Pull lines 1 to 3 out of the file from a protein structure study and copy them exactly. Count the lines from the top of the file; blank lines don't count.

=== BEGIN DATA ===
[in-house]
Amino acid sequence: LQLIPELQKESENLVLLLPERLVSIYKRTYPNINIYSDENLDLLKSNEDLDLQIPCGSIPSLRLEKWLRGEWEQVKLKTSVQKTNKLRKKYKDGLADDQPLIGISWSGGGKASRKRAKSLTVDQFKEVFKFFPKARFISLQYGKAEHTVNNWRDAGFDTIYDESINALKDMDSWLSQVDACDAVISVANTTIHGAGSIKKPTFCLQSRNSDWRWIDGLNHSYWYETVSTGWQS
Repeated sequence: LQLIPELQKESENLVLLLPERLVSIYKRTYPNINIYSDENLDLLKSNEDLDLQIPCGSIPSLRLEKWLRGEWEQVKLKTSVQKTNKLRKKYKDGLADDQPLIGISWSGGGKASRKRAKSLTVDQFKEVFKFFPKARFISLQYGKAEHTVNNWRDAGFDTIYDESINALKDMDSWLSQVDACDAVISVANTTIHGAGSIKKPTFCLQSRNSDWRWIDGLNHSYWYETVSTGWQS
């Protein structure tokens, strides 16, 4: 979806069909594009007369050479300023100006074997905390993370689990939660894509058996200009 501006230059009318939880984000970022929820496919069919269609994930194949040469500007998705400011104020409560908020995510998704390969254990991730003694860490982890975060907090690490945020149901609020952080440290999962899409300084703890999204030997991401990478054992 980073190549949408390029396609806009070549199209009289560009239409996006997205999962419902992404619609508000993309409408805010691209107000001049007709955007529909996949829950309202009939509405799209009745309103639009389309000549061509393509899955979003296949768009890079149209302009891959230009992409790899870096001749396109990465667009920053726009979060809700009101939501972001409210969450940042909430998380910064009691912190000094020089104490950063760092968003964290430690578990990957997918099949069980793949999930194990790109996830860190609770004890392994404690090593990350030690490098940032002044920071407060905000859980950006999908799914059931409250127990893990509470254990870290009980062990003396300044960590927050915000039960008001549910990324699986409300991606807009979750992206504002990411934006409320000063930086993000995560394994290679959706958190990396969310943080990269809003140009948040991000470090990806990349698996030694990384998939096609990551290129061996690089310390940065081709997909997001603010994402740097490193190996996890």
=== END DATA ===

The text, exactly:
[in-house]
Amino acid sequence: LQLIPELQKESENLVLLLPERLVSIYKRTYPNINIYSDENLDLLKSNEDLDLQIPCGSIPSLRLEKWLRGEWEQVKLKTSVQKTNKLRKKYKDGLADDQPLIGISWSGGGKASRKRAKSLTVDQFKEVFKFFPKARFISLQYGKAEHTVNNWRDAGFDTIYDESINALKDMDSWLSQVDACDAVISVANTTIHGAGSIKKPTFCLQSRNSDWRWIDGLNHSYWYETVSTGWQS
Repeated sequence: LQLIPELQKESENLVLLLPERLVSIYKRTYPNINIYSDENLDLLKSNEDLDLQIPCGSIPSLRLEKWLRGEWEQVKLKTSVQKTNKLRKKYKDGLADDQPLIGISWSGGGKASRKRAKSLTVDQFKEVFKFFPKARFISLQYGKAEHTVNNWRDAGFDTIYDESINALKDMDSWLSQVDACDAVISVANTTIHGAGSIKKPTFCLQSRNSDWRWIDGLNHSYWYETVSTGWQS